If equality and dignity comprise the sinews of our democracy, the quintessence of our constitution, then we must aspire to the values that “make America great.” There can be no bigotry or classism, no misogyny or chauvinism, whether racial or religious. Indeed, if pollsters are to be believed (itself today questionable), then most supporters of Donald Trump are also Christians, which means that not only should they – with all of America – resist any mass deportation (why, I wonder, haven’t they already done this under President Obama?), but they should welcome more immigrants and refugees than those pledged by the Obama administration. That surely is our moral duty both as Americans and as Christians.

    Bullying the planet?

    If both major parties were not exempt from pay-to-play politics, and if both major players were not averse to demagoguery, then some argued that Clinton trumped Trump’s political qualifications and insider experience, while others countered that this is precisely what won or lost the election. Of course, Donald Trump is not something new to the American public. But he is something new to American politics. In the absence of meritocracy, people resort to insisting on “greatness.” Donald Trump knows better than the generals, imagines bigger than the economists, and understands more than the scientists.

    I am not just talking here about immigration, taxation, and healthcare. The president-elect, who has decided climate change a hoax, has already declared America’s withdrawal from the Paris agreement, reassessed tenders for the Keystone pipeline, and promised to bring back coal. How depressing and disastrous it would be for the entire planet to be at the mercy of political or corporate bullies seeking to violate its limited resources or, worse, justifying their rapacity on biblical premises. In this kind of world, scientific information and theological articulation only cement ignorance.

    Isn’t it the fundamental role of religion – especially Christianity – to maintain the spiritual connection between heaven and earth, to emphasize the beauty of God’s creation? Isn’t it the moral obligation of religious people – especially Christians – to underline the civil and corporate mandate “to serve and preserve” (Gen. 2.15) the planet and its resources? Why is it that adherents of the only religion that affirms the sacredness of flesh and matter enjoy the worst record when it comes to abusing the natural environment?

    We have one earth, which we are called and obliged to sustain and share. And quite frankly, creation doesn’t seem to care who is in the White House or whether a specific party denies climate change. What we should digest is the integral connection between human rights, religious freedom, and creation care. If we have witnessed a “movement” against political complacency, then this must be more (not less) humane, more (not less) inclusive, and more (not less) compassionate. Otherwise, there has really been no change. Otherwise, there may only be a turn for the worse. Otherwise, it won’t be that great!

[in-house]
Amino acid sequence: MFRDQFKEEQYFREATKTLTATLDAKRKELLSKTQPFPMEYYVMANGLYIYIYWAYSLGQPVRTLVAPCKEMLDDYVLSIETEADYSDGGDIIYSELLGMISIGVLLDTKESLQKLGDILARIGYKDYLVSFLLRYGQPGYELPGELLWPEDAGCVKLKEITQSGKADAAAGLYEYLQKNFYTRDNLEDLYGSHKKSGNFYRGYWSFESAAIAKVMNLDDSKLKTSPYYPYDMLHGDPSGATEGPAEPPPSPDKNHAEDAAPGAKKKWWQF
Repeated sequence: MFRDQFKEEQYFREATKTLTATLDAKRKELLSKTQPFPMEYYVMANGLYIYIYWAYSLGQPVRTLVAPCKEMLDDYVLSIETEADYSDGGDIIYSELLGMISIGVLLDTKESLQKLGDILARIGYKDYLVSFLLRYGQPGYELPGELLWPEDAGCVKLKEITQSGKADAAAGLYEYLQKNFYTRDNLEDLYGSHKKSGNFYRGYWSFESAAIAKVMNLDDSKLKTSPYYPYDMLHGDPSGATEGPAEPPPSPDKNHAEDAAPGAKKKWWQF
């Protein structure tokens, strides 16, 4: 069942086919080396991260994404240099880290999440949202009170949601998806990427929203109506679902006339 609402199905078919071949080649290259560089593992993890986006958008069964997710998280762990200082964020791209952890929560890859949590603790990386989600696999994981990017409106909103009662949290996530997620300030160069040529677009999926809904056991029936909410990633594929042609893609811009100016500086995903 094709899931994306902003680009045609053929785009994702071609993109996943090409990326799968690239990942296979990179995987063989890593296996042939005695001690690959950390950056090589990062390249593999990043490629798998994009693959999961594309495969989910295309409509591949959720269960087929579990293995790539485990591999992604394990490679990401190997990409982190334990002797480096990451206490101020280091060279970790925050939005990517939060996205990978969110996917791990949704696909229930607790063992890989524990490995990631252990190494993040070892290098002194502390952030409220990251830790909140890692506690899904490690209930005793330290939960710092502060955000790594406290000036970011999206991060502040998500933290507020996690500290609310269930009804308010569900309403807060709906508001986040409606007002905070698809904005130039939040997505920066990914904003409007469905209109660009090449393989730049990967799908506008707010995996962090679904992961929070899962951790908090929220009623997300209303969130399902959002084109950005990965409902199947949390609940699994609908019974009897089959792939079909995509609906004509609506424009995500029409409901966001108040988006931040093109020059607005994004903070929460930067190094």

Rev. Dr. John Chryssavgis serves the Office of Inter-Orthodox and Ecumenical Affairs of the Greek Orthodox Archdiocese of America.

  • Repentance and Healing

    by Samuel Bauer

    Following the November 8 election of Donald Trump to the presidency, Fr. John Jillions, Chancellor of the Orthodox Church in America, published an essay on this blog urging Orthodox Christians to work towards the healing of the many societal fractures exposed by the 2016 election. The work of healing, he argues, is a Christian imperative and can be promoted by the Churches through charitable projects, speaking truth to power and “standing up for decency,” and the promotion of our uniquely Orthodox asceticism that can offer inner peace in the face of outer turmoil.

    While this program no doubt proceeds from the best of intentions and draws our gaze to important loci for ongoing work, it is inadequate since it fails to recognize the Church’s role in the creation of the current divisive political climate. Furthermore, it proposes to relegate the Orthodox spiritual life to the realm of personal piety rather than correctly identifying it as the foundation of all of our daily activities, including those that are overtly political.

    repentIn order for the Church to meaningfully engage with society and to offer the healing for which Fr. Jillions advocates, the Church must begin to reflect on its own role in having shaped the current political climate and the ways in which it has participated in the same simplistic and hurtful rhetoric that has come to characterize contemporary politics. To this end, the first act of healing work is not charity, but repentance—the recognition of sins and asking forgiveness. If it is to undertake the work of healing and establish “a politics of communion” with any authenticity, the Church must seek forgiveness from the marginalized of society, the very individuals whose dignity it has at times assailed.